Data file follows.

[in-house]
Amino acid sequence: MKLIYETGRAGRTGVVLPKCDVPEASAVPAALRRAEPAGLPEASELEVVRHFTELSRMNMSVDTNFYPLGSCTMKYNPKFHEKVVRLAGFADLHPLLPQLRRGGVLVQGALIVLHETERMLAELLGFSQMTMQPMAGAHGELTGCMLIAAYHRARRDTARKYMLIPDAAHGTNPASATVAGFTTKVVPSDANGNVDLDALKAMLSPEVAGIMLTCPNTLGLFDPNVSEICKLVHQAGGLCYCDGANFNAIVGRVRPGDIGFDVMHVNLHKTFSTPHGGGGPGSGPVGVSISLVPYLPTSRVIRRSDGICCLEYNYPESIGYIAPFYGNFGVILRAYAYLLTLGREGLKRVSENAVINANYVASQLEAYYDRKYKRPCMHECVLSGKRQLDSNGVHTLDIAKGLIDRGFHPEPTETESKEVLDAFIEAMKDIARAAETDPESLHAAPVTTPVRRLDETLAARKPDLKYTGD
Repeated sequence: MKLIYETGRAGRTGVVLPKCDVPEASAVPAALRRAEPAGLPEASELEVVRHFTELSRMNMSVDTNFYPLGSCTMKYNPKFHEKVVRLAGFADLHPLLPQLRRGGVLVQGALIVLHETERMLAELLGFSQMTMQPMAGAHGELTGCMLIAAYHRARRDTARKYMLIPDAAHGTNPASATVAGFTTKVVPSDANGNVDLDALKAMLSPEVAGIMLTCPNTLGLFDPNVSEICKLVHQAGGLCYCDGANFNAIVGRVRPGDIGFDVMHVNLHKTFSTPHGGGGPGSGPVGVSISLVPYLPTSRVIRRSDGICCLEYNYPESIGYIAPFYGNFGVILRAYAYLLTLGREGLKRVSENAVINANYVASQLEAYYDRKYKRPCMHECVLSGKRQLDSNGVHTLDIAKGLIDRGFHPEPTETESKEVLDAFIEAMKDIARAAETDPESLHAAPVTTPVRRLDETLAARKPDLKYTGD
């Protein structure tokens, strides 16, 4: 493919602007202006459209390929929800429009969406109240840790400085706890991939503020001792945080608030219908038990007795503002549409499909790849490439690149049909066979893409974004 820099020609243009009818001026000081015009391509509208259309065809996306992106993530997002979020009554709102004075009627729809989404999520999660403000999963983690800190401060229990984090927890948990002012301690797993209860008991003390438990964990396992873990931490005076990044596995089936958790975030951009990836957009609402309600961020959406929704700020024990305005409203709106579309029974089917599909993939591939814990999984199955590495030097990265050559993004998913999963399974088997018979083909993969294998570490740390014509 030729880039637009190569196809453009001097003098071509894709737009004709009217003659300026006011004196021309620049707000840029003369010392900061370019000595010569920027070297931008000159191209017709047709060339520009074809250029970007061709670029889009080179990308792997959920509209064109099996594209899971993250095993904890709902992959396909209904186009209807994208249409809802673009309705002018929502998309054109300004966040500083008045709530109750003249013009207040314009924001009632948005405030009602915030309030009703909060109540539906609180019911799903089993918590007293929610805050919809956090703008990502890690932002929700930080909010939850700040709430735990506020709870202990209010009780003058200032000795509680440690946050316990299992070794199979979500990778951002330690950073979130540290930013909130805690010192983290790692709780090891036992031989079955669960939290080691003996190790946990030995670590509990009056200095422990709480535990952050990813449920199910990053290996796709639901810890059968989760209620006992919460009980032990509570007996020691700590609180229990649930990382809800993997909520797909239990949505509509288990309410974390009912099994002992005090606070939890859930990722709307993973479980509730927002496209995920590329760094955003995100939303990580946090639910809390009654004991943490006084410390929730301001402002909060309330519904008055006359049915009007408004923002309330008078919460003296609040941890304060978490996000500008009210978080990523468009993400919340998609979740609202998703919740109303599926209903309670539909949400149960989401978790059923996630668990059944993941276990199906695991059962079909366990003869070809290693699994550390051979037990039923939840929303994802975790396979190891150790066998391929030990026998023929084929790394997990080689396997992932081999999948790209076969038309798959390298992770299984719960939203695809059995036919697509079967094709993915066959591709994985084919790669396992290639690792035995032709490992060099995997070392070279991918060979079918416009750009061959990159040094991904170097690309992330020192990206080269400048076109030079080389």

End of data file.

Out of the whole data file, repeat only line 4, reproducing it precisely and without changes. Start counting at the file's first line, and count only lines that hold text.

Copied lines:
């Protein structure tokens, strides 16, 4: 493919602007202006459209390929929800429009969406109240840790400085706890991939503020001792945080608030219908038990007795503002549409499909790849490439690149049909066979893409974004 820099020609243009009818001026000081015009391509509208259309065809996306992106993530997002979020009554709102004075009627729809989404999520999660403000999963983690800190401060229990984090927890948990002012301690797993209860008991003390438990964990396992873990931490005076990044596995089936958790975030951009990836957009609402309600961020959406929704700020024990305005409203709106579309029974089917599909993939591939814990999984199955590495030097990265050559993004998913999963399974088997018979083909993969294998570490740390014509 030729880039637009190569196809453009001097003098071509894709737009004709009217003659300026006011004196021309620049707000840029003369010392900061370019000595010569920027070297931008000159191209017709047709060339520009074809250029970007061709670029889009080179990308792997959920509209064109099996594209899971993250095993904890709902992959396909209904186009209807994208249409809802673009309705002018929502998309054109300004966040500083008045709530109750003249013009207040314009924001009632948005405030009602915030309030009703909060109540539906609180019911799903089993918590007293929610805050919809956090703008990502890690932002929700930080909010939850700040709430735990506020709870202990209010009780003058200032000795509680440690946050316990299992070794199979979500990778951002330690950073979130540290930013909130805690010192983290790692709780090891036992031989079955669960939290080691003996190790946990030995670590509990009056200095422990709480535990952050990813449920199910990053290996796709639901810890059968989760209620006992919460009980032990509570007996020691700590609180229990649930990382809800993997909520797909239990949505509509288990309410974390009912099994002992005090606070939890859930990722709307993973479980509730927002496209995920590329760094955003995100939303990580946090639910809390009654004991943490006084410390929730301001402002909060309330519904008055006359049915009007408004923002309330008078919460003296609040941890304060978490996000500008009210978080990523468009993400919340998609979740609202998703919740109303599926209903309670539909949400149960989401978790059923996630668990059944993941276990199906695991059962079909366990003869070809290693699994550390051979037990039923939840929303994802975790396979190891150790066998391929030990026998023929084929790394997990080689396997992932081999999948790209076969038309798959390298992770299984719960939203695809059995036919697509079967094709993915066959591709994985084919790669396992290639690792035995032709490992060099995997070392070279991918060979079918416009750009061959990159040094991904170097690309992330020192990206080269400048076109030079080389």